A stripped down, modular, faster and safer Windows architecture has been a goal of Microsoft for a long time. Years ago we heard about “Project Midori,” which was supposed to be a built from the ground up modular successor to Windows, and then it was Windows Core OS, which was going to start with a core set of Windows functionality, and then add to that core, for say a lightweight notebook, or a tablet, or a full on desktop computer, with different variants having different components, but all built on the same core.
Neither of those products ever saw the light of day, but word from Zac Bowden at Windows Central is that Microsoft is trying once again, this time with “CorePC:”
The project is codenamed CorePC and is designed to be a modular and customizable variant of Windows for Microsoft to leverage different form factors with. Not all Windows PCs need the full breadth of legacy Win32 app support, and CorePC will allow Microsoft to configure “editions” of Windows with varying levels of feature and app compatibility.
The big change with CorePC versus the current shipping version of Windows is that CorePC is state separated, just like Windows Core OS. State separation enables faster updates and a more secure platform via read-only partitions that are inaccessible to the user and third-party apps, just like on iPadOS or Android.
Bowden reports that a version of Windows running only Edge, web and Android apps, and Office apps, planned to compete with Chromebooks with an OS that is “60-75% smaller than Windows 11 SE” is already in internal testing, and the plan is for CorePC to become avialable in time for Windows 12, which is widely expected to launch sometime in 2024.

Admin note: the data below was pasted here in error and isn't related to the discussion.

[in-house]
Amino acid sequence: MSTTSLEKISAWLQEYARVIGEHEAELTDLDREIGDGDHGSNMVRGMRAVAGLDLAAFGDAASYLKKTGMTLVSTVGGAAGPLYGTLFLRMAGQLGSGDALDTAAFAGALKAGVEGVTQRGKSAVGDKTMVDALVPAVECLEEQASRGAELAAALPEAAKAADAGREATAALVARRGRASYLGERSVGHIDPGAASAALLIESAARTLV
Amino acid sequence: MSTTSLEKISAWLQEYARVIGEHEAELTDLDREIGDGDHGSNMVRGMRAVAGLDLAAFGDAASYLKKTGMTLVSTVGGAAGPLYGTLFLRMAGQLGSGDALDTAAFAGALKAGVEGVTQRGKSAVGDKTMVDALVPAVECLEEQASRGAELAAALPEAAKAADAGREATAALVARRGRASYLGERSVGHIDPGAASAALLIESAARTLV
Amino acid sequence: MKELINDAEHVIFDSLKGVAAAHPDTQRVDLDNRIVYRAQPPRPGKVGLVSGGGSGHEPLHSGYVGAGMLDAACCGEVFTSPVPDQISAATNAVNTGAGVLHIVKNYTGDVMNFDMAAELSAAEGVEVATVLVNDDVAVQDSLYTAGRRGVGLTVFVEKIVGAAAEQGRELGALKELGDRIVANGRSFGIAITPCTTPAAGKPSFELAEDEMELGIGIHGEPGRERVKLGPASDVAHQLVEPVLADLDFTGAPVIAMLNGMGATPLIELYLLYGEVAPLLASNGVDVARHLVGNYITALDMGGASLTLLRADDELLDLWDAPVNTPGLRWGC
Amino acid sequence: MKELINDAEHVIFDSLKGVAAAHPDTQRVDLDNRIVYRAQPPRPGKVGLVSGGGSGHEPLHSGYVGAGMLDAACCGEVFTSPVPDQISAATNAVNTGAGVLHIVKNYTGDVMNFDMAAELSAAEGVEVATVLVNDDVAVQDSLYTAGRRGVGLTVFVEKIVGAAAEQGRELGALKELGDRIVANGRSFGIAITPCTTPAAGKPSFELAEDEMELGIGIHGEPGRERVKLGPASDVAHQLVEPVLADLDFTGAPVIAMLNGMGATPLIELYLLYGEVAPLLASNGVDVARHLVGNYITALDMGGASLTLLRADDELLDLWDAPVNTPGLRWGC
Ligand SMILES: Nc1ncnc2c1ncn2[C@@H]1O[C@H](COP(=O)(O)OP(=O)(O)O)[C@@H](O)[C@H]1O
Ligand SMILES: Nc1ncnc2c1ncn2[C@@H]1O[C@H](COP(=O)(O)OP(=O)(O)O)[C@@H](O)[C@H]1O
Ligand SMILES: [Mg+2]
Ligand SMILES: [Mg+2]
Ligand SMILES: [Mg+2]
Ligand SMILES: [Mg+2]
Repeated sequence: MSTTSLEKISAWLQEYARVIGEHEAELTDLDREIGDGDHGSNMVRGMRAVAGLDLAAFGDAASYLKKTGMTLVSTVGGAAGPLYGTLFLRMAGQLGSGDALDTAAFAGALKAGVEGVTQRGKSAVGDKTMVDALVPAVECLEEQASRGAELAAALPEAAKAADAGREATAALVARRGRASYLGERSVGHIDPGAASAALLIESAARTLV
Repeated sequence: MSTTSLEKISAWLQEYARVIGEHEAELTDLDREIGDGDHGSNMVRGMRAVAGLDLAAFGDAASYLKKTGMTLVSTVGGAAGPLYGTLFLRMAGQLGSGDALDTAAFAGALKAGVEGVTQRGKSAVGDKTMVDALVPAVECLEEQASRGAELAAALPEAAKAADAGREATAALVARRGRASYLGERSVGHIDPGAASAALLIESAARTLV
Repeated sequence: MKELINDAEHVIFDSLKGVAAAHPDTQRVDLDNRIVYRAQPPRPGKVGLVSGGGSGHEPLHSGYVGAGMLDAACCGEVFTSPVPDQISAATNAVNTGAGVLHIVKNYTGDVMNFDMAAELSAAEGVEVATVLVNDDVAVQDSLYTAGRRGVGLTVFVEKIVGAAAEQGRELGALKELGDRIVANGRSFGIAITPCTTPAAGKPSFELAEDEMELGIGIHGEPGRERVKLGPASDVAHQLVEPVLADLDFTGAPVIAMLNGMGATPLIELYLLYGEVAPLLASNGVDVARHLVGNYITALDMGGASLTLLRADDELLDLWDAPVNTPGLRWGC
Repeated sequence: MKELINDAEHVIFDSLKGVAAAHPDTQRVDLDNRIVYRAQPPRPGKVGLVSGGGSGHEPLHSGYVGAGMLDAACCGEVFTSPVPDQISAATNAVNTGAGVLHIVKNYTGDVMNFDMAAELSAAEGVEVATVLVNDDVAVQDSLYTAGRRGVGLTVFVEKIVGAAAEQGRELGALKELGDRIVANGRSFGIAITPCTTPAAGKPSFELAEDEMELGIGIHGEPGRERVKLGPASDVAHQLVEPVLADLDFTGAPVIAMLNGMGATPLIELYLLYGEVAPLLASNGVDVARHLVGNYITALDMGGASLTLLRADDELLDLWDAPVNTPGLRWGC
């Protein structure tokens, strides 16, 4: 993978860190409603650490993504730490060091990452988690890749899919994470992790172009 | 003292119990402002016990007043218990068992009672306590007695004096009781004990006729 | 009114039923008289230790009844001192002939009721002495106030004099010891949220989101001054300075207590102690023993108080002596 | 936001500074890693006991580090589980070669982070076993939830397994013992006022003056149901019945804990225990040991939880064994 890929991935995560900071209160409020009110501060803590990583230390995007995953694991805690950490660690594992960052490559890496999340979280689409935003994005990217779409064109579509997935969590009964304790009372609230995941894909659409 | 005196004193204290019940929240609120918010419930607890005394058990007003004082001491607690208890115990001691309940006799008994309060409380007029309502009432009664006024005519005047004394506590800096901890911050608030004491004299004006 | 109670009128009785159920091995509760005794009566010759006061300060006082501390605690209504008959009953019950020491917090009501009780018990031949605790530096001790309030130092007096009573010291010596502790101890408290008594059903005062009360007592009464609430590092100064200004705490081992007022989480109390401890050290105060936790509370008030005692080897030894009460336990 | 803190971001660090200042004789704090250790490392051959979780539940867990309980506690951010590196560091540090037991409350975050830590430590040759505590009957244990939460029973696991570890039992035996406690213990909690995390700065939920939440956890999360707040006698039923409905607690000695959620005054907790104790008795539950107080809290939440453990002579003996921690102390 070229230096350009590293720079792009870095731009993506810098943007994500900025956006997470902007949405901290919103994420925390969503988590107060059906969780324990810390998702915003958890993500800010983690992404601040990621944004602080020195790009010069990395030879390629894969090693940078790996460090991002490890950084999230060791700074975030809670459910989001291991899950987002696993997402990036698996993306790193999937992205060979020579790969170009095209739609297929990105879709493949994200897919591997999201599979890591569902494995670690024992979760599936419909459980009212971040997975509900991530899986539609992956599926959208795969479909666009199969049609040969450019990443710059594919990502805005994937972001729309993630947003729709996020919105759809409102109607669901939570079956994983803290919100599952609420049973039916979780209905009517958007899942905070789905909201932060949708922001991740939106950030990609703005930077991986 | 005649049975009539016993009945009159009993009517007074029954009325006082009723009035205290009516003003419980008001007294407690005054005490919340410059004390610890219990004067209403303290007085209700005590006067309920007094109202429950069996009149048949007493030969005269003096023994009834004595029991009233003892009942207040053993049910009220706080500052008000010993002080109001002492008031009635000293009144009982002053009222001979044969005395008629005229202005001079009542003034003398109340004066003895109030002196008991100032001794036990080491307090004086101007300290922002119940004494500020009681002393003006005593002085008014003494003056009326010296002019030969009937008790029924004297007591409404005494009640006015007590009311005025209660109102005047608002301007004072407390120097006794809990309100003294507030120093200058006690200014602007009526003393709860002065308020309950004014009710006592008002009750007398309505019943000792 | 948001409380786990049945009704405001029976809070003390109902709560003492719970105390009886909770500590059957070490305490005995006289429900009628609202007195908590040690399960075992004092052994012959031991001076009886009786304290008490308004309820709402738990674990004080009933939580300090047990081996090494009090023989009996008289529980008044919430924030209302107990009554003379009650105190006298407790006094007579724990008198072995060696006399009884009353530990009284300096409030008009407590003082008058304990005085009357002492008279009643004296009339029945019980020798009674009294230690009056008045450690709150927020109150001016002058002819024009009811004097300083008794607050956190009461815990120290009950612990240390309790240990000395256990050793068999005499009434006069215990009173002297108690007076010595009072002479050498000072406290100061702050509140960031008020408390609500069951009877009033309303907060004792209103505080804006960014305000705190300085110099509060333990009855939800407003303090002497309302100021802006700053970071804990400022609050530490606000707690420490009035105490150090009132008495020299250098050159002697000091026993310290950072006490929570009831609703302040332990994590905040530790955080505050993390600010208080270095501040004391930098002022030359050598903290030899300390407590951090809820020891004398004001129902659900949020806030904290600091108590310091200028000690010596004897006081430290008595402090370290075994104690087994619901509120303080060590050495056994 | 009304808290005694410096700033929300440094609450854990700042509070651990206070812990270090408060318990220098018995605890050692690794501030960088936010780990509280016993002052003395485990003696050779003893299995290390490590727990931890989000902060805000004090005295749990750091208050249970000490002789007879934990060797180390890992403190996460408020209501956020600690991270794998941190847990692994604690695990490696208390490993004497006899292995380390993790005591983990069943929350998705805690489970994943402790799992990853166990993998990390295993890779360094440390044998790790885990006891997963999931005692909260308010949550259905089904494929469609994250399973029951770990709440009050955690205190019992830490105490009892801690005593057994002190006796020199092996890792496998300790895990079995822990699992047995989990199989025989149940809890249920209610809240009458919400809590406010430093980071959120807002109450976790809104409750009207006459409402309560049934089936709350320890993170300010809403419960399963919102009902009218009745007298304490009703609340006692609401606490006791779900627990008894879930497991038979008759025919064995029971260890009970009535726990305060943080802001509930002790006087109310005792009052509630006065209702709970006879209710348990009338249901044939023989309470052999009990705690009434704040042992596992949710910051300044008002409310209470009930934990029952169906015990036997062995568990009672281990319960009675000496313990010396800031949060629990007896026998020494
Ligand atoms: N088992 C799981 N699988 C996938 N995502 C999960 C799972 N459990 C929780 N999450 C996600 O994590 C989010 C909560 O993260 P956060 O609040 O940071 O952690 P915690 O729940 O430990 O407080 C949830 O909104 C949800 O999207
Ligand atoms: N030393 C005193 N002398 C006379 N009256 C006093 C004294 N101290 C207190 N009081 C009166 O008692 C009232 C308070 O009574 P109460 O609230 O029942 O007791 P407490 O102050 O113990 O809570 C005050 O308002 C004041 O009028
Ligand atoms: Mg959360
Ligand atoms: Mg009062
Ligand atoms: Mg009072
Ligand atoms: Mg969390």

Of course AI will be a big part of this next version of Windows, as Microsoft has been AI-ing all the things:
Some AI features being developed include the ability for Windows to analyse content on display and provide contextual prompts to jumpstart projects or apps based on the information that’s currently being viewed. Windows may also be able to identify objects and text within images, and allow the user to easily cut out and paste those items elsewhere. Some AI features will require dedicated hardware to function.
Microsoft has been chasing the modular, lightweight core OS idea for ever, yet the desire to continue to support legacy apps and backward compatibility have always gotten in the way for a company that relies on corporate and enterprise business. From the sounds of it, Microsoft might be closer than ever to a newer more modular Windows, but we’ll have to wait and see.